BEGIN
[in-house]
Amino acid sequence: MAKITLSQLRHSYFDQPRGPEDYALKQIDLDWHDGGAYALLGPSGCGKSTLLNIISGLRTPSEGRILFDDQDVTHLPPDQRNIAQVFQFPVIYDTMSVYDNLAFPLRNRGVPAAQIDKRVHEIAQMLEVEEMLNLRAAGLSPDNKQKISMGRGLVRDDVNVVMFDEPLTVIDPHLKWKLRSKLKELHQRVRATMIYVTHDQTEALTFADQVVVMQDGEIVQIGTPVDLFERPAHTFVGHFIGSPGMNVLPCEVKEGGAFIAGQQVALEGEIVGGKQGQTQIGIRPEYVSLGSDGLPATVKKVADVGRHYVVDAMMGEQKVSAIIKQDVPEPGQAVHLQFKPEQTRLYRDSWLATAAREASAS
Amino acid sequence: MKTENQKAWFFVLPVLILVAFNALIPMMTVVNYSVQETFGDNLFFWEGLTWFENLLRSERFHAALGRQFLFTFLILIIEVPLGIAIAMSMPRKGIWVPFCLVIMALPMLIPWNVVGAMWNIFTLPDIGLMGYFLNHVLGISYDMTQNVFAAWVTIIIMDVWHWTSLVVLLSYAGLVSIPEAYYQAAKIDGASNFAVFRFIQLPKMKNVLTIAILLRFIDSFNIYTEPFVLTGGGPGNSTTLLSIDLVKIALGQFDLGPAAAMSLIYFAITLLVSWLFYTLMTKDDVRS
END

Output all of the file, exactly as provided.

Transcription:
[in-house]
Amino acid sequence: MAKITLSQLRHSYFDQPRGPEDYALKQIDLDWHDGGAYALLGPSGCGKSTLLNIISGLRTPSEGRILFDDQDVTHLPPDQRNIAQVFQFPVIYDTMSVYDNLAFPLRNRGVPAAQIDKRVHEIAQMLEVEEMLNLRAAGLSPDNKQKISMGRGLVRDDVNVVMFDEPLTVIDPHLKWKLRSKLKELHQRVRATMIYVTHDQTEALTFADQVVVMQDGEIVQIGTPVDLFERPAHTFVGHFIGSPGMNVLPCEVKEGGAFIAGQQVALEGEIVGGKQGQTQIGIRPEYVSLGSDGLPATVKKVADVGRHYVVDAMMGEQKVSAIIKQDVPEPGQAVHLQFKPEQTRLYRDSWLATAAREASAS
Amino acid sequence: MKTENQKAWFFVLPVLILVAFNALIPMMTVVNYSVQETFGDNLFFWEGLTWFENLLRSERFHAALGRQFLFTFLILIIEVPLGIAIAMSMPRKGIWVPFCLVIMALPMLIPWNVVGAMWNIFTLPDIGLMGYFLNHVLGISYDMTQNVFAAWVTIIIMDVWHWTSLVVLLSYAGLVSIPEAYYQAAKIDGASNFAVFRFIQLPKMKNVLTIAILLRFIDSFNIYTEPFVLTGGGPGNSTTLLSIDLVKIALGQFDLGPAAAMSLIYFAITLLVSWLFYTLMTKDDVRS